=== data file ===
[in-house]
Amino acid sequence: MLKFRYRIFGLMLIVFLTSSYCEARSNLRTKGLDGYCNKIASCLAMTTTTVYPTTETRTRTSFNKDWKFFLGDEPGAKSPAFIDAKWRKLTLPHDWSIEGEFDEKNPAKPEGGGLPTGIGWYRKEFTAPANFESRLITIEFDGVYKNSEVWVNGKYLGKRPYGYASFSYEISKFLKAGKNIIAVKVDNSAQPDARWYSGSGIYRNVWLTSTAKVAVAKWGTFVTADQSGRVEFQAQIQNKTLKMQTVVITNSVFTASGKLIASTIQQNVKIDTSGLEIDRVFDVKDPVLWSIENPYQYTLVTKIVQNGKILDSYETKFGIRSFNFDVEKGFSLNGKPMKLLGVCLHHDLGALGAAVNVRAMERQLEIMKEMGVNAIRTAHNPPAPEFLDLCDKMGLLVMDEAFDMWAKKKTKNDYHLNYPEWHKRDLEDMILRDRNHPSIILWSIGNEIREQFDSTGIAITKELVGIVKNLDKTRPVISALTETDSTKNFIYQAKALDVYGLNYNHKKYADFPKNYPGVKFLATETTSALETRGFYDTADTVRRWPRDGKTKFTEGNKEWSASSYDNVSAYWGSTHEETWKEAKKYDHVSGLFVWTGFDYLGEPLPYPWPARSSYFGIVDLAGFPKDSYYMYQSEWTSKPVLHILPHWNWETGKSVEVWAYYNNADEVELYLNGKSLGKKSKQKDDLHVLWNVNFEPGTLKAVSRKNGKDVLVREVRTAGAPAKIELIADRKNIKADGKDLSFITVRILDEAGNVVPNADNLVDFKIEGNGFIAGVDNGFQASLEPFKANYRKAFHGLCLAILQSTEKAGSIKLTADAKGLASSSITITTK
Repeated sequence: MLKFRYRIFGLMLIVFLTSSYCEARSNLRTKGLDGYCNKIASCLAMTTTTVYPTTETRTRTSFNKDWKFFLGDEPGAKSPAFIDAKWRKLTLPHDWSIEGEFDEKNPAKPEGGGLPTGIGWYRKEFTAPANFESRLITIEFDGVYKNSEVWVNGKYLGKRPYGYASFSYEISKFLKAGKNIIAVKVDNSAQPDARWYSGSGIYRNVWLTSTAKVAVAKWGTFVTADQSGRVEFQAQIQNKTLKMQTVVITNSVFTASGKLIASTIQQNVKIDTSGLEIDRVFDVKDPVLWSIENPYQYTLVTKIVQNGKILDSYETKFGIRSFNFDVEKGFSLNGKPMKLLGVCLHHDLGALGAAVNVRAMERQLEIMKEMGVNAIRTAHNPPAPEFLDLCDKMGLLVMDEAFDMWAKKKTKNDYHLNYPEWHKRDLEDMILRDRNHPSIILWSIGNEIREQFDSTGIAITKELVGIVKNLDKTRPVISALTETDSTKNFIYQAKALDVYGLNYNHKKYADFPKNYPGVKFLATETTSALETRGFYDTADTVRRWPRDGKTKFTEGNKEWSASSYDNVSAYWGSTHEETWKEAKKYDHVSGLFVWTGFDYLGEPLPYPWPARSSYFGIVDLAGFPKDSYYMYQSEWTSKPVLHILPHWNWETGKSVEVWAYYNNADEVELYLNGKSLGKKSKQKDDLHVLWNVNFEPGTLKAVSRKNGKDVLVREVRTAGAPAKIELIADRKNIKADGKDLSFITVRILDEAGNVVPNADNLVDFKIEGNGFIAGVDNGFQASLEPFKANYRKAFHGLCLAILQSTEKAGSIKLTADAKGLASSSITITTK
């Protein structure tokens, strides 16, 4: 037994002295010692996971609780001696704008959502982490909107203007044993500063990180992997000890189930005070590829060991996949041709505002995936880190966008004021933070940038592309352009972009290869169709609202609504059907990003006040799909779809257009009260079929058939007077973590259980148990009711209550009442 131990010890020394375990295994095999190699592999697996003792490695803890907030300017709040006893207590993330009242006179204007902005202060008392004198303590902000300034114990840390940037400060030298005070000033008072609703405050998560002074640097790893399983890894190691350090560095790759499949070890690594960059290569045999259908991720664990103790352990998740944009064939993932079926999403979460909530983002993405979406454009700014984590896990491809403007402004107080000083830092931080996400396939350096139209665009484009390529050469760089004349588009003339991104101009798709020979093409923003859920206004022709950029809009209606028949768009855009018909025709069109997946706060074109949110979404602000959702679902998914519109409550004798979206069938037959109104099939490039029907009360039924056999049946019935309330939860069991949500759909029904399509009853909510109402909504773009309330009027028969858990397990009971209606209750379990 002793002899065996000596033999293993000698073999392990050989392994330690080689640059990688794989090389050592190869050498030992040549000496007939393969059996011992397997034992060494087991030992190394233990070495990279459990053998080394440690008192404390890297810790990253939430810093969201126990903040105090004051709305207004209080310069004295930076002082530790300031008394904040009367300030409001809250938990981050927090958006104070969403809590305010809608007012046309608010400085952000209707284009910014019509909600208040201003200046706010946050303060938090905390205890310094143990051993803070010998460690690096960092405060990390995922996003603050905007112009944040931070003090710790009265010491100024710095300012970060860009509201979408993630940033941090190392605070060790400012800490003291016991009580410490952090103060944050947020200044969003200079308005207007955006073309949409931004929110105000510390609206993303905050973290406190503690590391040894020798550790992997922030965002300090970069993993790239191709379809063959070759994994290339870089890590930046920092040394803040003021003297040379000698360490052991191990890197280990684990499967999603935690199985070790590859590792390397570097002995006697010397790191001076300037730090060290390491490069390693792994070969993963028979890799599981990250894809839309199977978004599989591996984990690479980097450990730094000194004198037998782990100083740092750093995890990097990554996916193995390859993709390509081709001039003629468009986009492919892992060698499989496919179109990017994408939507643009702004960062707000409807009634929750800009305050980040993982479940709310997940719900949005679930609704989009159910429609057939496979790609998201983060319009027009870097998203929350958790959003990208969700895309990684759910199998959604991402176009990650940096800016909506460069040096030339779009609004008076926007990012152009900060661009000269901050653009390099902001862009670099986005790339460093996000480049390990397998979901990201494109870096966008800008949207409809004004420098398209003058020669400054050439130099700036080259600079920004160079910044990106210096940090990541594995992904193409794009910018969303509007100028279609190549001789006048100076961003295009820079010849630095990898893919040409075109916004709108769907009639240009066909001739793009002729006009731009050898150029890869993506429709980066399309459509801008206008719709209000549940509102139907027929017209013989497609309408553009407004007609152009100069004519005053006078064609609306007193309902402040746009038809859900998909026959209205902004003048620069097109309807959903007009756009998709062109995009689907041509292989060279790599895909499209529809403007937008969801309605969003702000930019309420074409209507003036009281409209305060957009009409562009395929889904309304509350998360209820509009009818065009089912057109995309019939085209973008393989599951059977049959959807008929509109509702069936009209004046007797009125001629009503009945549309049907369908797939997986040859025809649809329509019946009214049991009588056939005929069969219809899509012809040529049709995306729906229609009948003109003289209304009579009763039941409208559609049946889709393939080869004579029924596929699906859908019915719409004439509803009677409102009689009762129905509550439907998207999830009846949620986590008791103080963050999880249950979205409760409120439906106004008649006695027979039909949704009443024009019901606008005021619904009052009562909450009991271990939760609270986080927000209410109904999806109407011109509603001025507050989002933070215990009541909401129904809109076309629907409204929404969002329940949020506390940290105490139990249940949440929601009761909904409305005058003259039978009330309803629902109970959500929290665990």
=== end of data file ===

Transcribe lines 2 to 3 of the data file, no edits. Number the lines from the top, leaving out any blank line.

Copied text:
Amino acid sequence: MLKFRYRIFGLMLIVFLTSSYCEARSNLRTKGLDGYCNKIASCLAMTTTTVYPTTETRTRTSFNKDWKFFLGDEPGAKSPAFIDAKWRKLTLPHDWSIEGEFDEKNPAKPEGGGLPTGIGWYRKEFTAPANFESRLITIEFDGVYKNSEVWVNGKYLGKRPYGYASFSYEISKFLKAGKNIIAVKVDNSAQPDARWYSGSGIYRNVWLTSTAKVAVAKWGTFVTADQSGRVEFQAQIQNKTLKMQTVVITNSVFTASGKLIASTIQQNVKIDTSGLEIDRVFDVKDPVLWSIENPYQYTLVTKIVQNGKILDSYETKFGIRSFNFDVEKGFSLNGKPMKLLGVCLHHDLGALGAAVNVRAMERQLEIMKEMGVNAIRTAHNPPAPEFLDLCDKMGLLVMDEAFDMWAKKKTKNDYHLNYPEWHKRDLEDMILRDRNHPSIILWSIGNEIREQFDSTGIAITKELVGIVKNLDKTRPVISALTETDSTKNFIYQAKALDVYGLNYNHKKYADFPKNYPGVKFLATETTSALETRGFYDTADTVRRWPRDGKTKFTEGNKEWSASSYDNVSAYWGSTHEETWKEAKKYDHVSGLFVWTGFDYLGEPLPYPWPARSSYFGIVDLAGFPKDSYYMYQSEWTSKPVLHILPHWNWETGKSVEVWAYYNNADEVELYLNGKSLGKKSKQKDDLHVLWNVNFEPGTLKAVSRKNGKDVLVREVRTAGAPAKIELIADRKNIKADGKDLSFITVRILDEAGNVVPNADNLVDFKIEGNGFIAGVDNGFQASLEPFKANYRKAFHGLCLAILQSTEKAGSIKLTADAKGLASSSITITTK
Repeated sequence: MLKFRYRIFGLMLIVFLTSSYCEARSNLRTKGLDGYCNKIASCLAMTTTTVYPTTETRTRTSFNKDWKFFLGDEPGAKSPAFIDAKWRKLTLPHDWSIEGEFDEKNPAKPEGGGLPTGIGWYRKEFTAPANFESRLITIEFDGVYKNSEVWVNGKYLGKRPYGYASFSYEISKFLKAGKNIIAVKVDNSAQPDARWYSGSGIYRNVWLTSTAKVAVAKWGTFVTADQSGRVEFQAQIQNKTLKMQTVVITNSVFTASGKLIASTIQQNVKIDTSGLEIDRVFDVKDPVLWSIENPYQYTLVTKIVQNGKILDSYETKFGIRSFNFDVEKGFSLNGKPMKLLGVCLHHDLGALGAAVNVRAMERQLEIMKEMGVNAIRTAHNPPAPEFLDLCDKMGLLVMDEAFDMWAKKKTKNDYHLNYPEWHKRDLEDMILRDRNHPSIILWSIGNEIREQFDSTGIAITKELVGIVKNLDKTRPVISALTETDSTKNFIYQAKALDVYGLNYNHKKYADFPKNYPGVKFLATETTSALETRGFYDTADTVRRWPRDGKTKFTEGNKEWSASSYDNVSAYWGSTHEETWKEAKKYDHVSGLFVWTGFDYLGEPLPYPWPARSSYFGIVDLAGFPKDSYYMYQSEWTSKPVLHILPHWNWETGKSVEVWAYYNNADEVELYLNGKSLGKKSKQKDDLHVLWNVNFEPGTLKAVSRKNGKDVLVREVRTAGAPAKIELIADRKNIKADGKDLSFITVRILDEAGNVVPNADNLVDFKIEGNGFIAGVDNGFQASLEPFKANYRKAFHGLCLAILQSTEKAGSIKLTADAKGLASSSITITTK